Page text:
Other than being a great little strip to work on, it’s an excellent opportunity try out new things. Ken’s scripts are particularly detailed for such short pieces and it forces me to very quickly learn how to draw things I haven’t drawn before or tackle compositions that I wouldn’t have come up with myself. This script presented a compositional problem, so for the first time in this working relationship I needed to negotiate how we produce it.

Ken’s original script describes a front facing one point perspective layout. The direction makes sure all the details are captured, but when it came to drawing this I found the camera angle to be very restrictive. Unfortunate Tales is exclusively produced with square panels. The layout Ken described called for a focal character at the front standing with legs apart so that we can see characters visible in the mid-ground. There is then a background layer with a suggestion of activity. In a wider panel, this may have been good, but we can’t change the panel shape. If I could crop to just knees down on the foreground character we could see more detail, but it is essential that we see all of the foreground character in full. So I was limited to roughly this layout:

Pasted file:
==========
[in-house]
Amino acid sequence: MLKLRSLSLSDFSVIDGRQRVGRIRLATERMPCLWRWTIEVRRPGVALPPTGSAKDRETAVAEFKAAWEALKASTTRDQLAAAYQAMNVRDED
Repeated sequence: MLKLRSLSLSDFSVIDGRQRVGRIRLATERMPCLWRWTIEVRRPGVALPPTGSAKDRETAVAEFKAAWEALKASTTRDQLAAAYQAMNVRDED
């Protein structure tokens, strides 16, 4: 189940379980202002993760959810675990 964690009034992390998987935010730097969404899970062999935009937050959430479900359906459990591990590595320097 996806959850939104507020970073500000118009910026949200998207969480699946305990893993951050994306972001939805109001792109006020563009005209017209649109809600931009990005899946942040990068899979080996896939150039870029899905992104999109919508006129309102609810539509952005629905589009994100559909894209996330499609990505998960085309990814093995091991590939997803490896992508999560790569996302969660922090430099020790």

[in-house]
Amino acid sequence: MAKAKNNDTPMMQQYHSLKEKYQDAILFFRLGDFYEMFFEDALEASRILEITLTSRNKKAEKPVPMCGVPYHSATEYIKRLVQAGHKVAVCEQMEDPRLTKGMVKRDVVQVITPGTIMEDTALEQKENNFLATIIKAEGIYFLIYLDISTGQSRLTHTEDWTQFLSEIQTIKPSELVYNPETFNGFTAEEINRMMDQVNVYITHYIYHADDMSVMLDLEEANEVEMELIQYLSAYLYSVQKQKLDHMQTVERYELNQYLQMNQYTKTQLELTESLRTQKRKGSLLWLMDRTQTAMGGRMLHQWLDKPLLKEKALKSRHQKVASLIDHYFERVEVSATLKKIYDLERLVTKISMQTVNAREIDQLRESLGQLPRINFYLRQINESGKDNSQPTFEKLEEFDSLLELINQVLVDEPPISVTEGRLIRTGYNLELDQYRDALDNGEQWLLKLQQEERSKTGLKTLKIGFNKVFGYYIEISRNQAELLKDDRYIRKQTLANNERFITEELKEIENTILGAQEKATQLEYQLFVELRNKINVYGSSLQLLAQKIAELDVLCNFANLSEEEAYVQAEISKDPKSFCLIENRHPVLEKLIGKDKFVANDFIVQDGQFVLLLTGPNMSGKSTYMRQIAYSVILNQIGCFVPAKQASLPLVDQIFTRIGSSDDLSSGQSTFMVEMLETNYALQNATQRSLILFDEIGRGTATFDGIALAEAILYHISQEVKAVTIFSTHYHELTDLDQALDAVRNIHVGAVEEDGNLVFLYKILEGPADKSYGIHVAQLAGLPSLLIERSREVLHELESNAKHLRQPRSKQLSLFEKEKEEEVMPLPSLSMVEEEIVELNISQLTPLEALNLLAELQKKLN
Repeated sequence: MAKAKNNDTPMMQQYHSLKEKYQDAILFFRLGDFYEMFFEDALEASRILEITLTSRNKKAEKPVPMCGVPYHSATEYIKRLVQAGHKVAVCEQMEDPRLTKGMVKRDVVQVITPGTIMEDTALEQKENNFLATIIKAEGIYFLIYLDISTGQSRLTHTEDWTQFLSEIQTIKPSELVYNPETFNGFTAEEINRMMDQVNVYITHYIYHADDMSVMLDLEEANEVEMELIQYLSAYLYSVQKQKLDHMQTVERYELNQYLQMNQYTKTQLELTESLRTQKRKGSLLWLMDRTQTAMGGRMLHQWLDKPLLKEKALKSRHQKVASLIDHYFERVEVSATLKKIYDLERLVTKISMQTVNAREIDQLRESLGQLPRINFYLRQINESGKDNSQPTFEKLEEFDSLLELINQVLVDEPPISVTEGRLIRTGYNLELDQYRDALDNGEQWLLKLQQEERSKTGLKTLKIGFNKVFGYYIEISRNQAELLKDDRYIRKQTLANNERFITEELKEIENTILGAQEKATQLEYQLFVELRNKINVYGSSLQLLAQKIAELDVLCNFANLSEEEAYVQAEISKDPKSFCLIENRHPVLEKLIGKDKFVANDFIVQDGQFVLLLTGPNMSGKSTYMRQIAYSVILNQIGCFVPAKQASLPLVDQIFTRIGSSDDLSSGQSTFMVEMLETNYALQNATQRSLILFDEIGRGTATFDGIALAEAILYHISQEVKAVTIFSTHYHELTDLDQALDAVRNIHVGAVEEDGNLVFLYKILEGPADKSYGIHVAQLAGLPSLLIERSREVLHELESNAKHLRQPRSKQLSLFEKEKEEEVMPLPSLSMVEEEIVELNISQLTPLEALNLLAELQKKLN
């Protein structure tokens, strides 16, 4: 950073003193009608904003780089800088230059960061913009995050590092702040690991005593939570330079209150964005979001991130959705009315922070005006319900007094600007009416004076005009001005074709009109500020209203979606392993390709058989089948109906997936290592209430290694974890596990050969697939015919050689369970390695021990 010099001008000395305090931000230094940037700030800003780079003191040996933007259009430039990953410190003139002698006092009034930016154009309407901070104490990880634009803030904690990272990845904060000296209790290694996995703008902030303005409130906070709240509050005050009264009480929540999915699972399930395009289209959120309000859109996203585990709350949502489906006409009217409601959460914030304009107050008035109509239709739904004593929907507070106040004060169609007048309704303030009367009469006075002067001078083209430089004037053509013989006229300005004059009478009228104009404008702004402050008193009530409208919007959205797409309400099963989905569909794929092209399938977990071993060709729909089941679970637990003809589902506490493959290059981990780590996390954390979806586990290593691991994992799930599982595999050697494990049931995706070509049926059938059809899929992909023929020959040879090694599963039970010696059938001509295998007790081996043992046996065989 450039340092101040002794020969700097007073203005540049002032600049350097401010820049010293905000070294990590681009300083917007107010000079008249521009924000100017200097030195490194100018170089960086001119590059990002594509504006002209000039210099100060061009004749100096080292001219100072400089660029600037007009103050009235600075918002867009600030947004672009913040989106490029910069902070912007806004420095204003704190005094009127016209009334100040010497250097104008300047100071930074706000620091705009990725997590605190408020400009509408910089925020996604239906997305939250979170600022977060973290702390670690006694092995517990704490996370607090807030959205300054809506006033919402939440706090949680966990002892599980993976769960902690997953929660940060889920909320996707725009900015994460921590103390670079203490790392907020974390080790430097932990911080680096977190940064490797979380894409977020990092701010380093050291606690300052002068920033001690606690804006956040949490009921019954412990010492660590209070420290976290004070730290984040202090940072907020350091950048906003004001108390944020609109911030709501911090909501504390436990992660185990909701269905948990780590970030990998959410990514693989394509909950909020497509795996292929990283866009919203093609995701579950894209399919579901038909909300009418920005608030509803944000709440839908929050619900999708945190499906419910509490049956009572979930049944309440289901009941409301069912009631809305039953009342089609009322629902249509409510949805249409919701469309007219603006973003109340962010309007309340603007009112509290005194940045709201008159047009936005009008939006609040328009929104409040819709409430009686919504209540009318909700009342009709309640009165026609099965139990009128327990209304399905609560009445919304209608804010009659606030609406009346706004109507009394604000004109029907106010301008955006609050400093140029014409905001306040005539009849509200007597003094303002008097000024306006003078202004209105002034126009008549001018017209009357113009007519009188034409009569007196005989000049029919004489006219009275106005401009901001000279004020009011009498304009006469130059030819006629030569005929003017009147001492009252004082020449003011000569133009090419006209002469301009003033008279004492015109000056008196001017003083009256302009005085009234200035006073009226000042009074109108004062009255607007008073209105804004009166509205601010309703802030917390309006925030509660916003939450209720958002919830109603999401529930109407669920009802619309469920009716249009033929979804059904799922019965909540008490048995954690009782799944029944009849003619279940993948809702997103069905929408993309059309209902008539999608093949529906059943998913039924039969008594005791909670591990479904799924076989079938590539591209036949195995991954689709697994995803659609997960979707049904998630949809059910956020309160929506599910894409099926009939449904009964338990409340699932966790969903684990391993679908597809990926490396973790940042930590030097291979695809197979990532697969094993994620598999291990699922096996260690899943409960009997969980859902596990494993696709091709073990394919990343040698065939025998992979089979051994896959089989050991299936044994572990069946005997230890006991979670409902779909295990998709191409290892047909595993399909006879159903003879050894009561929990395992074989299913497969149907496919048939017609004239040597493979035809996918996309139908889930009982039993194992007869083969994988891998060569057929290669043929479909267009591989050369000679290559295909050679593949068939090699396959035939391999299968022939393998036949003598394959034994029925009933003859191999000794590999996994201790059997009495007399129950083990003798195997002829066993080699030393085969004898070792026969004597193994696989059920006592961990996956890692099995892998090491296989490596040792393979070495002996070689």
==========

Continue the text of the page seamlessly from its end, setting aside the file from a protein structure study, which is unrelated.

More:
I decided to try out a few different variants and eventually settled on tracking the camera around to the right, keeping the foreground character in full and in front of the panel, but now off to the left. The mid-ground character remain in the mid-ground, but I can come closer to them, showing more detail. And the activity in the background now appears directly behind them, adding a bit more urgency to their predicament:

I pitched this to Ken to get his take on this and he appreciated what I’d done. Once he saw the two compared to each other he felt that the side angle helped to show off more of what he wanted in the strip. So we went with this layout, and I am now working up the pencils for it. The last time I had to negotiate on scripts and layouts with a writer was when I drew Brutal Bombshells to Craig Jex’s scripts. It can be a delicate process, and sometimes it’s hard to tell a writer that what they’ve written doesn’t quite work. It comes down to not just respecting each other’s particular skill, but also respecting the fact that sometimes an objective eye on something can really help to make something better.